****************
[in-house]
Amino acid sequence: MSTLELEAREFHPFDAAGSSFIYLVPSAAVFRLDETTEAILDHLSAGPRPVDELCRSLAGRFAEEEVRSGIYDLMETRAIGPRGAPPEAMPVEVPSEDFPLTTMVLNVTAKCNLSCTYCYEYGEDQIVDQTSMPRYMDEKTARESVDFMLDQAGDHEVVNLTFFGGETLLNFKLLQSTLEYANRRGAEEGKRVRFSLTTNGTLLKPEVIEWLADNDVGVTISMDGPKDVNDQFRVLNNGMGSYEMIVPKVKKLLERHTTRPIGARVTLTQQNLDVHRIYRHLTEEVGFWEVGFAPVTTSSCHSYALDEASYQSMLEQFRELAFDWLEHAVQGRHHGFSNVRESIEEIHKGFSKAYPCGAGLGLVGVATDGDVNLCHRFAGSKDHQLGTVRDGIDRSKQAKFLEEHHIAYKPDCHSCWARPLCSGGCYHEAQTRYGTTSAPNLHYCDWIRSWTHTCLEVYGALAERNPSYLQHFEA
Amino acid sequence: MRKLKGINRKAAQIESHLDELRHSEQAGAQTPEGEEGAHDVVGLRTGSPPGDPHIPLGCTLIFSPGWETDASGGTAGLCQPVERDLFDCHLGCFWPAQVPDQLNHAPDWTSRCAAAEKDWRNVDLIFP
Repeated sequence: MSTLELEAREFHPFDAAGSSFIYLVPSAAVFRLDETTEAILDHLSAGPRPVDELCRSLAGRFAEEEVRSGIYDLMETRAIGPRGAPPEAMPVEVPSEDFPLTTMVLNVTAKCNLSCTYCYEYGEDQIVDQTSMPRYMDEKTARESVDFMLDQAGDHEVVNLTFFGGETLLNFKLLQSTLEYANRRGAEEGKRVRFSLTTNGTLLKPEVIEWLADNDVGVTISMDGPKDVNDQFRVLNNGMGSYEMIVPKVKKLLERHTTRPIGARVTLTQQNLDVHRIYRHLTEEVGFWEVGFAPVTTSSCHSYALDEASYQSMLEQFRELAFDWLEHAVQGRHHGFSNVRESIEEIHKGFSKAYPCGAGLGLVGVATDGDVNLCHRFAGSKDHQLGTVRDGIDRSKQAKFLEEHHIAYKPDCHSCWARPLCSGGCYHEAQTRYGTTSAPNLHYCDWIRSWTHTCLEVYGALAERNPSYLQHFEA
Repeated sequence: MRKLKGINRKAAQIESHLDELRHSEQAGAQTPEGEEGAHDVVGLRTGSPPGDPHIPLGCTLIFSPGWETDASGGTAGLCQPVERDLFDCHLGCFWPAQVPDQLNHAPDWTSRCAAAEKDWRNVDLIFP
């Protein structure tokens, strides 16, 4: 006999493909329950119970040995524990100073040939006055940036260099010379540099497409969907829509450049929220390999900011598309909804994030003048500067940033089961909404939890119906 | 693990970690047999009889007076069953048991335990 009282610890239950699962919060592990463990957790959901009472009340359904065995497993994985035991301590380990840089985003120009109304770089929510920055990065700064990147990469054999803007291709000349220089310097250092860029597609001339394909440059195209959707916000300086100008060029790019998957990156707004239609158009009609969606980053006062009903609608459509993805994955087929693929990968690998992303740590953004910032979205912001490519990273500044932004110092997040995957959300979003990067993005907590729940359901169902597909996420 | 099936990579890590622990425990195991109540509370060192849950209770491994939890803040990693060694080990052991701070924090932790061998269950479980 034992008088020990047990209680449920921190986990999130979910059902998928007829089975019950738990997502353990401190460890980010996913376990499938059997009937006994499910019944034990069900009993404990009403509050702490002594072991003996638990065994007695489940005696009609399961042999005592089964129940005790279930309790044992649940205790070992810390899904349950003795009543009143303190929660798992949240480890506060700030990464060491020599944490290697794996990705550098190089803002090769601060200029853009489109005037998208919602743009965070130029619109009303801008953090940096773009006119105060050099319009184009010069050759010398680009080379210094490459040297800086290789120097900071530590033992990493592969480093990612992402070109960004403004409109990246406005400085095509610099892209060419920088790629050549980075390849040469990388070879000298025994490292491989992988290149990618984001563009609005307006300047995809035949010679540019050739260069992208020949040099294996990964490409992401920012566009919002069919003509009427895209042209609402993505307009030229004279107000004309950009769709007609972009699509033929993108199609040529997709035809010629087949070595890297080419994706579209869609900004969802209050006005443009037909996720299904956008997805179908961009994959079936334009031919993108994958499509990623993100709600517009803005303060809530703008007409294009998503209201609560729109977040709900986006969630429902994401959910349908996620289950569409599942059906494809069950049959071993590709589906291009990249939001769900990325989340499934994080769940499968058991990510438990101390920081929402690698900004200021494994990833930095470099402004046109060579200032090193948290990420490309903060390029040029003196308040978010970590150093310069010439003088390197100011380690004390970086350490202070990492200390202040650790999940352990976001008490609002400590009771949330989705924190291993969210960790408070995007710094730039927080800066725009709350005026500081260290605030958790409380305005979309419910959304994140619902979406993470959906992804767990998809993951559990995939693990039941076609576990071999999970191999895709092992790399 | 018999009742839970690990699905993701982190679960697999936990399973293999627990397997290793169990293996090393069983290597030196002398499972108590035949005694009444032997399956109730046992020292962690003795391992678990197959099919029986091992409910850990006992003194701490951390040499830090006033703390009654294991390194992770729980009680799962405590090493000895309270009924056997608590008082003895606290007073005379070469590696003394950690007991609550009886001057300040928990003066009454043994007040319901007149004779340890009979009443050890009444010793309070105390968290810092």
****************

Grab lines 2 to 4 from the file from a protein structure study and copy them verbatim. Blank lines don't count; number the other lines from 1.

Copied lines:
Amino acid sequence: MSTLELEAREFHPFDAAGSSFIYLVPSAAVFRLDETTEAILDHLSAGPRPVDELCRSLAGRFAEEEVRSGIYDLMETRAIGPRGAPPEAMPVEVPSEDFPLTTMVLNVTAKCNLSCTYCYEYGEDQIVDQTSMPRYMDEKTARESVDFMLDQAGDHEVVNLTFFGGETLLNFKLLQSTLEYANRRGAEEGKRVRFSLTTNGTLLKPEVIEWLADNDVGVTISMDGPKDVNDQFRVLNNGMGSYEMIVPKVKKLLERHTTRPIGARVTLTQQNLDVHRIYRHLTEEVGFWEVGFAPVTTSSCHSYALDEASYQSMLEQFRELAFDWLEHAVQGRHHGFSNVRESIEEIHKGFSKAYPCGAGLGLVGVATDGDVNLCHRFAGSKDHQLGTVRDGIDRSKQAKFLEEHHIAYKPDCHSCWARPLCSGGCYHEAQTRYGTTSAPNLHYCDWIRSWTHTCLEVYGALAERNPSYLQHFEA
Amino acid sequence: MRKLKGINRKAAQIESHLDELRHSEQAGAQTPEGEEGAHDVVGLRTGSPPGDPHIPLGCTLIFSPGWETDASGGTAGLCQPVERDLFDCHLGCFWPAQVPDQLNHAPDWTSRCAAAEKDWRNVDLIFP
Repeated sequence: MSTLELEAREFHPFDAAGSSFIYLVPSAAVFRLDETTEAILDHLSAGPRPVDELCRSLAGRFAEEEVRSGIYDLMETRAIGPRGAPPEAMPVEVPSEDFPLTTMVLNVTAKCNLSCTYCYEYGEDQIVDQTSMPRYMDEKTARESVDFMLDQAGDHEVVNLTFFGGETLLNFKLLQSTLEYANRRGAEEGKRVRFSLTTNGTLLKPEVIEWLADNDVGVTISMDGPKDVNDQFRVLNNGMGSYEMIVPKVKKLLERHTTRPIGARVTLTQQNLDVHRIYRHLTEEVGFWEVGFAPVTTSSCHSYALDEASYQSMLEQFRELAFDWLEHAVQGRHHGFSNVRESIEEIHKGFSKAYPCGAGLGLVGVATDGDVNLCHRFAGSKDHQLGTVRDGIDRSKQAKFLEEHHIAYKPDCHSCWARPLCSGGCYHEAQTRYGTTSAPNLHYCDWIRSWTHTCLEVYGALAERNPSYLQHFEA